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Re: Strangeness when write()-ing zero-length datagrams

To: Michael T Kerrisk <mtk-lists@xxxxxxx>
Subject: Re: Strangeness when write()-ing zero-length datagrams
From: bert hubert <ahu@xxxxxxx>
Date: Mon, 9 Aug 2004 17:40:57 +0200
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On Mon, Aug 09, 2004 at 04:38:13PM +0200, Michael T Kerrisk wrote:
> Godday,
> 
> On Linux 2.4.26 and 2.6.7, if we connect a datagram socket and 
> then use write() to send 0 bytes, a datagram is NOT generated 
> (this happens in both the Unix and Internet domains).  
> Datagrams are generated in this case for send() and sendto() 
> though.

Some postings were made about this some time ago, it appears SUS has an
opinion on zero byte writes:

If nbyte is 0, write() will return 0 and have no other results if the file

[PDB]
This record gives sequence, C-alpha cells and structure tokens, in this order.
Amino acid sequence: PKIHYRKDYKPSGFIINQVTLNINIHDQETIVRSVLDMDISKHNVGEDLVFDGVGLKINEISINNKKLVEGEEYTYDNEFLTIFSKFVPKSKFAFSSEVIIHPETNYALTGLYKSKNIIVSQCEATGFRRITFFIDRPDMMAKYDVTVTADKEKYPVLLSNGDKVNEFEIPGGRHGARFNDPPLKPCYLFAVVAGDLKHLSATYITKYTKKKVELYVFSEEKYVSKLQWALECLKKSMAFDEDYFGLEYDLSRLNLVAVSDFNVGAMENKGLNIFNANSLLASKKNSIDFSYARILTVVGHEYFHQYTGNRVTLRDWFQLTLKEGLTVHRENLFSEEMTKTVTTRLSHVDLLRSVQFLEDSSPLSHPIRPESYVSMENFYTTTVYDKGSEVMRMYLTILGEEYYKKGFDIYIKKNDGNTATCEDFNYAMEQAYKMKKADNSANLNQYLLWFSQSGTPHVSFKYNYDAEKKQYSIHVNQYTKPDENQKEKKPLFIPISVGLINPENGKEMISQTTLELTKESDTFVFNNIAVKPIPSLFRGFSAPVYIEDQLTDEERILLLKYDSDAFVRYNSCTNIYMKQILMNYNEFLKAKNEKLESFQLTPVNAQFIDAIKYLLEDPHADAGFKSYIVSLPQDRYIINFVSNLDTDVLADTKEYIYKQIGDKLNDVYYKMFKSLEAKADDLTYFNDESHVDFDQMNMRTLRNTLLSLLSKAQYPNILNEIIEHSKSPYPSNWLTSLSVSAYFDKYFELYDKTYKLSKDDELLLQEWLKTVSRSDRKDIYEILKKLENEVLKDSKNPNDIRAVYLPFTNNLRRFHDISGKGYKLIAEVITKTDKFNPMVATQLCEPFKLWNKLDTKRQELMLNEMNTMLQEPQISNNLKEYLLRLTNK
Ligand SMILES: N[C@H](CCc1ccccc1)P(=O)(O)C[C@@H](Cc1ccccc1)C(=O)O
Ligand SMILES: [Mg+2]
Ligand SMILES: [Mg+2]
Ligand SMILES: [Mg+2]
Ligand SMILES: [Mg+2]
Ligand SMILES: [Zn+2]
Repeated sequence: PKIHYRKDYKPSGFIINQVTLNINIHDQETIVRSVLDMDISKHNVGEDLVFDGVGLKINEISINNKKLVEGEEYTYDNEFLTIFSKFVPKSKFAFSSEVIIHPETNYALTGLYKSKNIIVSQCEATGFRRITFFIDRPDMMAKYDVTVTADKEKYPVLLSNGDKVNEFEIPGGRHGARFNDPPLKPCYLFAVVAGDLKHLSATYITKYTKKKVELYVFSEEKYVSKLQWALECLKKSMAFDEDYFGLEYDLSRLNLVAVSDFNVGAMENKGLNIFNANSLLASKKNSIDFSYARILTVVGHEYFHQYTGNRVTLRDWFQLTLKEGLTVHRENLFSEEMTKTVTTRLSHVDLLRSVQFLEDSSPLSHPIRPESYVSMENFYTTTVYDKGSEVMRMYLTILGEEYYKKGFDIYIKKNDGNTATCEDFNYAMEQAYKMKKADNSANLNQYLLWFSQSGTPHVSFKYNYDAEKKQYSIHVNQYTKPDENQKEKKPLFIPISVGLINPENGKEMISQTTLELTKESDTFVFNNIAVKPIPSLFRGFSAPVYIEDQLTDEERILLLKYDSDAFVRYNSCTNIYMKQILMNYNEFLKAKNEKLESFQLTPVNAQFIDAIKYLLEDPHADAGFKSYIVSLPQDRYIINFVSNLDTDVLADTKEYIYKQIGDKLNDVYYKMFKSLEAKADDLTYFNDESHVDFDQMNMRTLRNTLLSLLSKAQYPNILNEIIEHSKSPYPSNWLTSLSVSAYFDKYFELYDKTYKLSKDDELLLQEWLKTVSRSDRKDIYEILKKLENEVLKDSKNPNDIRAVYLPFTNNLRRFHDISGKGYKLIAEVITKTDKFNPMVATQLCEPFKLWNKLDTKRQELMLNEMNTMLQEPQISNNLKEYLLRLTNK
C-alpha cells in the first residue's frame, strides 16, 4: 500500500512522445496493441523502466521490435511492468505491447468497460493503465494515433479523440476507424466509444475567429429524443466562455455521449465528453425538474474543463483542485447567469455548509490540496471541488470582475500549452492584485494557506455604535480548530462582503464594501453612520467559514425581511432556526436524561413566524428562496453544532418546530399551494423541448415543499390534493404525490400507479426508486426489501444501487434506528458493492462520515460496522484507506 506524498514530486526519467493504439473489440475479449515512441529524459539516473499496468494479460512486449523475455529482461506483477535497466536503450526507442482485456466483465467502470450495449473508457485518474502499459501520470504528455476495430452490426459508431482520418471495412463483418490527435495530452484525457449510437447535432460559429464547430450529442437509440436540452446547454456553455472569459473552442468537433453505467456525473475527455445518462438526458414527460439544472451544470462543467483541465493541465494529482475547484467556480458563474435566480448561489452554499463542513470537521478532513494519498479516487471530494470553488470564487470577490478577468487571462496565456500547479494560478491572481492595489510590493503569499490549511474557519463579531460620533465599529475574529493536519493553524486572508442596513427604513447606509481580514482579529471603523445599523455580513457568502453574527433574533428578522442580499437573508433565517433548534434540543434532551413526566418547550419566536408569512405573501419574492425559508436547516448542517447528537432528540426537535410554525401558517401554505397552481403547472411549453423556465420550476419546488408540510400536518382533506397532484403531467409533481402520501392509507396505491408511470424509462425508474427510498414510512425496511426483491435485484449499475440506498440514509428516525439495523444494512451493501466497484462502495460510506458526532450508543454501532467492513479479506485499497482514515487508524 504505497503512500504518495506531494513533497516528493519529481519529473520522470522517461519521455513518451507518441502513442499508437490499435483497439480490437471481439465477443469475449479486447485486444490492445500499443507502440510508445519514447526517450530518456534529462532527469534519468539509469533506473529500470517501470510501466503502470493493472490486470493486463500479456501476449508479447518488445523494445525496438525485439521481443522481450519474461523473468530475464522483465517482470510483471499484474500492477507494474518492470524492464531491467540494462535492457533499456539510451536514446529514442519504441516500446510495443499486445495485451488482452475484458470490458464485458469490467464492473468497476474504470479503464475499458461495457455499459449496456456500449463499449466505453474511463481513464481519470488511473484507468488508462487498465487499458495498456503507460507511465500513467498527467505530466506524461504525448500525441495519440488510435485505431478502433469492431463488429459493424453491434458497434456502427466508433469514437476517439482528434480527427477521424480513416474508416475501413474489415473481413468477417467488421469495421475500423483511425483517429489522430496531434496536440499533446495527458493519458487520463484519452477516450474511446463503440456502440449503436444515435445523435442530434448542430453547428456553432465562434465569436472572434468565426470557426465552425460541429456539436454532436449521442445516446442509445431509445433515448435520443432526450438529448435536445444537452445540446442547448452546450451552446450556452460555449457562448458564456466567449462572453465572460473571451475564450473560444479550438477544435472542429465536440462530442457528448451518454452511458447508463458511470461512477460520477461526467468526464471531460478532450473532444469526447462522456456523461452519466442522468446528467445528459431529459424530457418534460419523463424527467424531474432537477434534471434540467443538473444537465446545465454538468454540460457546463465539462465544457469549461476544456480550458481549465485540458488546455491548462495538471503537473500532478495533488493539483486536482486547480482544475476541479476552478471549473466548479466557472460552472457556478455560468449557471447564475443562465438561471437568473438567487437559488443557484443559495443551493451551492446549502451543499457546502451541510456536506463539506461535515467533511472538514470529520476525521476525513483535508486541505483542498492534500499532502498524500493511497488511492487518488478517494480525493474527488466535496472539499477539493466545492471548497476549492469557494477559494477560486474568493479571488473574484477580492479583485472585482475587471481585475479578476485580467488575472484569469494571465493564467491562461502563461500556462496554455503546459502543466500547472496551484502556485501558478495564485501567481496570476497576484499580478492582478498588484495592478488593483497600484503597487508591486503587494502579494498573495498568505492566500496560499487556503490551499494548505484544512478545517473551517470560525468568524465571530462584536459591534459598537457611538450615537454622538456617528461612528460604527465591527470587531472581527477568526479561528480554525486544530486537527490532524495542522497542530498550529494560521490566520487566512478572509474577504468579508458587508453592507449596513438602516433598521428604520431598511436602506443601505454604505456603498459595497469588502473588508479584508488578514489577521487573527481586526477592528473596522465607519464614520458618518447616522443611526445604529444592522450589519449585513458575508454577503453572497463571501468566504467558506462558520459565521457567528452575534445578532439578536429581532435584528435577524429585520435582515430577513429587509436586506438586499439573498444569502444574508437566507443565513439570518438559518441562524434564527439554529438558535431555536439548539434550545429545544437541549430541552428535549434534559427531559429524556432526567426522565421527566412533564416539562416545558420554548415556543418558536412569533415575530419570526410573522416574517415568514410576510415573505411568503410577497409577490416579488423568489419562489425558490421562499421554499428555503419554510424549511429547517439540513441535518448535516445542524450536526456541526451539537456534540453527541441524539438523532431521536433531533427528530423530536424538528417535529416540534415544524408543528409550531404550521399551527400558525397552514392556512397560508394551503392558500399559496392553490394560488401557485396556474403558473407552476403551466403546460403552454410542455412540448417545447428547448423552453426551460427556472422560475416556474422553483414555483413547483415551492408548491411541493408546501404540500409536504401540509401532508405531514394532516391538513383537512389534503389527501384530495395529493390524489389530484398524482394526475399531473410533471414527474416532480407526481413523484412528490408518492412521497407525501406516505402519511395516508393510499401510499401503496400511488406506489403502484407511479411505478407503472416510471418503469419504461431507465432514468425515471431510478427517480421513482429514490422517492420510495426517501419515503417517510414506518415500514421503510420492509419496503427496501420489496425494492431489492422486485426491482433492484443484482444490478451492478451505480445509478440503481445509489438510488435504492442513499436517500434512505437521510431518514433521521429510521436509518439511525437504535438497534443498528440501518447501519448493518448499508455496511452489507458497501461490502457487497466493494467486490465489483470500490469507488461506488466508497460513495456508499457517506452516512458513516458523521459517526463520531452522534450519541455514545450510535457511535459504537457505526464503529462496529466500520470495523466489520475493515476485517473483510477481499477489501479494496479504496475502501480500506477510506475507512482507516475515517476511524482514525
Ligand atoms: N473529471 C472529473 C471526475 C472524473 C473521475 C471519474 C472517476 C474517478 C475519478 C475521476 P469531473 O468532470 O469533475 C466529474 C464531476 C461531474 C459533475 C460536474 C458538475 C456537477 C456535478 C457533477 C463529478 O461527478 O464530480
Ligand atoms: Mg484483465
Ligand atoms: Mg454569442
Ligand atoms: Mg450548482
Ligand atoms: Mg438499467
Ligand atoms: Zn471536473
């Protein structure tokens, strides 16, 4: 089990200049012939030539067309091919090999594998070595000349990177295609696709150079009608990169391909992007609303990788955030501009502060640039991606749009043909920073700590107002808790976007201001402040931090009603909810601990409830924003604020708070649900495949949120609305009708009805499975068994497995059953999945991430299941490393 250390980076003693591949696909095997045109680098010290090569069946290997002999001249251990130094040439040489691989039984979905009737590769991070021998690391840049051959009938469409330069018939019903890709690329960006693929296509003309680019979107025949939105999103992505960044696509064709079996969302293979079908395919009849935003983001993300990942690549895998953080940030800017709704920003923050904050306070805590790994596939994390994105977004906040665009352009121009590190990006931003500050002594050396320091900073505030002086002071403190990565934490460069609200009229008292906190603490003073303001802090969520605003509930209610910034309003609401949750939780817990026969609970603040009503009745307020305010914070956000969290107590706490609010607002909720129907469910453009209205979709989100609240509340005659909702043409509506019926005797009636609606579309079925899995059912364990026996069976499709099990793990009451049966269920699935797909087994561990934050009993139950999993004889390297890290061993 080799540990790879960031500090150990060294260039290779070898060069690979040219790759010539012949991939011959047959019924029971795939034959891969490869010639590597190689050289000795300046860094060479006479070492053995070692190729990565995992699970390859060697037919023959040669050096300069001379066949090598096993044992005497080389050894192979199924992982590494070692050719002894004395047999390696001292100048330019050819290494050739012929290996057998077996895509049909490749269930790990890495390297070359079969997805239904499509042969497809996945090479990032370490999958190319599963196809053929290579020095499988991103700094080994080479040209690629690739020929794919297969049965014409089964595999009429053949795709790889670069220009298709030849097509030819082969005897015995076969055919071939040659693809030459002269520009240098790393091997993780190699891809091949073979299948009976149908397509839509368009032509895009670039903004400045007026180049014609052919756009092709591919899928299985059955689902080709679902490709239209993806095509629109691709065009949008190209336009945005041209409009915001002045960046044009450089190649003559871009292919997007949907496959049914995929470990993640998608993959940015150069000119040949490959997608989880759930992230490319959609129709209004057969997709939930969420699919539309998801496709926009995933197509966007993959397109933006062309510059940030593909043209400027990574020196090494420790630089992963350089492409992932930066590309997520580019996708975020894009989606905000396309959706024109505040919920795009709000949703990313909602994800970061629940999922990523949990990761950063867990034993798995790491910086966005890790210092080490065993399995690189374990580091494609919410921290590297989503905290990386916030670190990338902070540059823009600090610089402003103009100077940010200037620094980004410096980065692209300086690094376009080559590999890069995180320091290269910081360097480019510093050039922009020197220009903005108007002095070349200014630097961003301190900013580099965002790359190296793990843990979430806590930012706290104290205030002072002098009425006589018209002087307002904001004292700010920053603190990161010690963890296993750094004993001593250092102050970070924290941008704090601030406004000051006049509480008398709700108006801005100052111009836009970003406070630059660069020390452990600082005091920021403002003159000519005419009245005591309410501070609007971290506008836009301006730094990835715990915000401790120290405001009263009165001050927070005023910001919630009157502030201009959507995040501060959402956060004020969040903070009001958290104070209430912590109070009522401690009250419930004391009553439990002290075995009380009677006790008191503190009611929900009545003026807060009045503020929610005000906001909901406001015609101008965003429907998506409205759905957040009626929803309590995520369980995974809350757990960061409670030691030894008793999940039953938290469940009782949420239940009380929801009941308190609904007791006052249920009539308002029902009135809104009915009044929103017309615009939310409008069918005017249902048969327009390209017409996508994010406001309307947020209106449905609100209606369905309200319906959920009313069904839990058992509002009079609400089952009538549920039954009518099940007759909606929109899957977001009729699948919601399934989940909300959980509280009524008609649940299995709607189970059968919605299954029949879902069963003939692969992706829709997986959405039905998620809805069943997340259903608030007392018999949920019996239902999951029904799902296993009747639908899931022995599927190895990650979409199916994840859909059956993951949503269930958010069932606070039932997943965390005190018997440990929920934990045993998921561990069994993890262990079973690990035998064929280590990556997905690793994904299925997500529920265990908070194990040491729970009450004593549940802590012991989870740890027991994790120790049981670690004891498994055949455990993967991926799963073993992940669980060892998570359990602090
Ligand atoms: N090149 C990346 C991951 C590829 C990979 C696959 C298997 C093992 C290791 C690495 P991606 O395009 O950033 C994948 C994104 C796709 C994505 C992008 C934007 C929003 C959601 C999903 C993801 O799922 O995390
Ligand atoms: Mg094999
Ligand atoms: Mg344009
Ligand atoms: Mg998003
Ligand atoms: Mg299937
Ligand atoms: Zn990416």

is a regular file; otherwise, the results are unspecified.
http://www.opengroup.org/onlinepubs/007908799/xsh/write.html

The send(2) manpage states:

The send() function is identical to sendto() with a null pointer dest_len
argument, and to write() if no flags are used.

Which means that a zero byte send() without flags is unspecified.

Also note that it is hard if impossible to usefully inform userspace of the
reception of a zery byte packet - returning 0 from recvfrom may also mean an
'orderly shutdown'.

Do you actually have a need for zero byte packets?

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